2. Set a savings goal

Help your child set a savings goal. Maybe it’s a bluetooth karaoke system or cool Air Hog drone. Whatever it is, ideally, it should be a goal that excites them! It should also be a realistic savings goal. After all, a year is an awfully long time in a nine-year-old’s life. Make sure it’s just long enough that your child is willing to delay gratification in order to get what their little hearts desire. If they don’t know how much the item costs, research the cost, so they know exactly how much to save. Remember those fundraising charts that were shaped like a thermometer? Encourage your kids to draw their own and colour it in as their savings grow each week. That way they have a visual representation of what it is they’re saving for and how close they are to success.

Tip: Mydoh’s savings goal calculator for kids makes it easy to see how long it’ll take kids and teens to reach their goals!

3. Encourage kids to make their own money

In order for kids to learn how to manage their own money, they first need to have their own dough. On top of receiving money for birthdays or holidays, encourage your child to make their own. The most obvious way is through an allowance, which can be tied to daily or weekly chores. Even kids as young as three-years-old can benefit from helping. Chores not only help develop responsibility, but your child will feel like they’re contributing to the family. Encourage older kids to earn their own money outside the home, whether that’s making money online as a kid, a part-time job babysitting, or walking the neighbourhood dog.

Read more about how to encourage kids to start a business at a young age.

4. Give them opportunities to earn money

Tackling tasks at home is a great way for kids to earn extra income. These chores could be daily (like making their bed) or weekly (watering the plants). Mydoh makes doing chores easier. Parents can create daily and weekly tasks in the Mydoh app, which helps kids aged six and up to keep track of what needs to be done. Instead, Mydoh does the work of nagging for parents with reminders to complete tasks! Set a task, enter a completion date, and assign a dollar amount for that particular chore. As kids complete each task and mark it “done” they’ll bank some coin, which is automatically paid out on Pay Day. Mydoh comes with a Smart Cash Card, so kids can spend what they earn.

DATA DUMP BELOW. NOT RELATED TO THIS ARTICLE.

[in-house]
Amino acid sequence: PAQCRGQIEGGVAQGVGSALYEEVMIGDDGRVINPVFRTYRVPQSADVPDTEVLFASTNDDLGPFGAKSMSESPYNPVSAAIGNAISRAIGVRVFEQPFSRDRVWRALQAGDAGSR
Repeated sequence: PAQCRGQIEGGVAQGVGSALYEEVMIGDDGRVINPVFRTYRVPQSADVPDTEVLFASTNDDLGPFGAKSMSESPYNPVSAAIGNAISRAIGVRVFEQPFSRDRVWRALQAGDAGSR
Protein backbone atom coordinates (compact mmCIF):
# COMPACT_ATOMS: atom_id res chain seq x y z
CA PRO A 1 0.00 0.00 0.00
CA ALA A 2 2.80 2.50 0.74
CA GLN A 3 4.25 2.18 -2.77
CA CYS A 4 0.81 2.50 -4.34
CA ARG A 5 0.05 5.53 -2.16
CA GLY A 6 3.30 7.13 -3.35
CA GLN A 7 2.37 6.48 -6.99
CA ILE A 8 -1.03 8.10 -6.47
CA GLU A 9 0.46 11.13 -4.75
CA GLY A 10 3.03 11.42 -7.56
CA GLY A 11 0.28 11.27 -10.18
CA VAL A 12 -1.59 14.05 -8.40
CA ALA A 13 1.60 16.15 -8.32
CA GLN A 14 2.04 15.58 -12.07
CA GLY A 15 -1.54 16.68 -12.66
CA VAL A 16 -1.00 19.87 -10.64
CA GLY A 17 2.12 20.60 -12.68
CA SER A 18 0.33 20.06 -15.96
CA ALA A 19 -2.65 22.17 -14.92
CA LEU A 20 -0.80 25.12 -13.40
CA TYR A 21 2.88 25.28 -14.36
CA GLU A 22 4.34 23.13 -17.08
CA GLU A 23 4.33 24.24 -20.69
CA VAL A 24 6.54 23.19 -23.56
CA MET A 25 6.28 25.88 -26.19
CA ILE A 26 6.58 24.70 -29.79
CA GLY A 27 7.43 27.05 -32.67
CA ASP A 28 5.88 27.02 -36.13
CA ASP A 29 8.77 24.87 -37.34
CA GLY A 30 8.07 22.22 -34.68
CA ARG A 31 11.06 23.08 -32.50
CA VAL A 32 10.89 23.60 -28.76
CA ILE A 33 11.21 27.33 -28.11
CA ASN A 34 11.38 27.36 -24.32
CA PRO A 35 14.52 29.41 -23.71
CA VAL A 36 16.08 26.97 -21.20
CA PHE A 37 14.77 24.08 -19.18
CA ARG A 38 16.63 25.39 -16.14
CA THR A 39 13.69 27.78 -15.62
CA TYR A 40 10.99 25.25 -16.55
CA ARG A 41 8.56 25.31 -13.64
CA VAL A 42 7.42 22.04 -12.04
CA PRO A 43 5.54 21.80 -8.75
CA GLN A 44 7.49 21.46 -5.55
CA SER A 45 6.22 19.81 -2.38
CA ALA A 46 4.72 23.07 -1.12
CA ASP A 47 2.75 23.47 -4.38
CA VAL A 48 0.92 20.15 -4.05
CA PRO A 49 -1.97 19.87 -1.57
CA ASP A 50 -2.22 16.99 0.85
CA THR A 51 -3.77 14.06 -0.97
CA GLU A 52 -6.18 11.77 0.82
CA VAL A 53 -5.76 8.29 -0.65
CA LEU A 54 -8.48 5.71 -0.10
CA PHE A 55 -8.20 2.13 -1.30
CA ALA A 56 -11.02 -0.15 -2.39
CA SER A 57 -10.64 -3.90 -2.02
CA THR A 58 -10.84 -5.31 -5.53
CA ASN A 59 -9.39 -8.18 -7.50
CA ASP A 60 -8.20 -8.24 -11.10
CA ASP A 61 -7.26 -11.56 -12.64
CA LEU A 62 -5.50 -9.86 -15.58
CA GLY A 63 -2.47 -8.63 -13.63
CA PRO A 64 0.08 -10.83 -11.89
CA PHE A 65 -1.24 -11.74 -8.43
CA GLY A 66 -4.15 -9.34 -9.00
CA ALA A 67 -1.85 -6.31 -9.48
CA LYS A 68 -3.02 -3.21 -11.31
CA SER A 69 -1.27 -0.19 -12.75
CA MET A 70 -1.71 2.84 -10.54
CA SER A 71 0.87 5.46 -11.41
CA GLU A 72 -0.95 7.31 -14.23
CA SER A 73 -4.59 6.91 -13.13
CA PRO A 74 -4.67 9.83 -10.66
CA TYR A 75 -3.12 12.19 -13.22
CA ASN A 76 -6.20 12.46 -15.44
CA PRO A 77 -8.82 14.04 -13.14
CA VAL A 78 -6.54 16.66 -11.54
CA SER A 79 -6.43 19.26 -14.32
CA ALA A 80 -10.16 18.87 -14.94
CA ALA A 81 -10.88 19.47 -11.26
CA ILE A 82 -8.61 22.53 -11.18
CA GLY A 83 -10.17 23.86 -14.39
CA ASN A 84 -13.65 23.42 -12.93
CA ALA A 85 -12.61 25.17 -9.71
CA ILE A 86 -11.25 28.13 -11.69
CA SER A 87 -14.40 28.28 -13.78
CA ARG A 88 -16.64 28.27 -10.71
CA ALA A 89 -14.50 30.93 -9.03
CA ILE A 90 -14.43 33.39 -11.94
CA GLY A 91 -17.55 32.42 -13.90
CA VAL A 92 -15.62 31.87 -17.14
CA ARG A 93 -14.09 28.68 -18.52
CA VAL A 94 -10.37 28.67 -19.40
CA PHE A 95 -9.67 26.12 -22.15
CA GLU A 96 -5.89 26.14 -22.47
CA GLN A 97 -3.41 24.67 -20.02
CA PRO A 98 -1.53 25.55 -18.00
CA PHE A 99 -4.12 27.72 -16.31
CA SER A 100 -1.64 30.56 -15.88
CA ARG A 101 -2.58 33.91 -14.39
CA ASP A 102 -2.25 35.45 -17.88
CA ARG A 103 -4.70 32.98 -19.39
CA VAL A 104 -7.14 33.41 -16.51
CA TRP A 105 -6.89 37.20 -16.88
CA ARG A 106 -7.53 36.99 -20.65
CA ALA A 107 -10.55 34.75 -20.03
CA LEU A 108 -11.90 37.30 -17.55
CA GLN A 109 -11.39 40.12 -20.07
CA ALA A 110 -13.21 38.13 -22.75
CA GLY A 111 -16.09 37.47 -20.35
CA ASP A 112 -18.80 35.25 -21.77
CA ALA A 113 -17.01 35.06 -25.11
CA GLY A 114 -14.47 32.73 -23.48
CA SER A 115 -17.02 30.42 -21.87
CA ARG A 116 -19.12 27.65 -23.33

Read more about best chores for kids to earn money.

5. Have a place to save money

Earning money is one thing, and being able to spend it is another (and your kid would argue way more fun!). But, being able to save it is an important part of financial literacy too. After all, we’d argue there’s only so many Squishmallows one kid needs. Graduate your kids from their first piggy bank to their own savings account, like RBC Leo’s Young Savers account. Having a real bank account helps kids feel a sense of ownership over managing their own money. For older kids, guiding them through accessing their account online takes the mystery out of things like logging on to pay a bill or send an e-transfer. Look for a bank account with low or no monthly fees, no minimum balance, and easy access to the funds.

Read more about opening a bank account for your child.

6. Don’t punish mistakes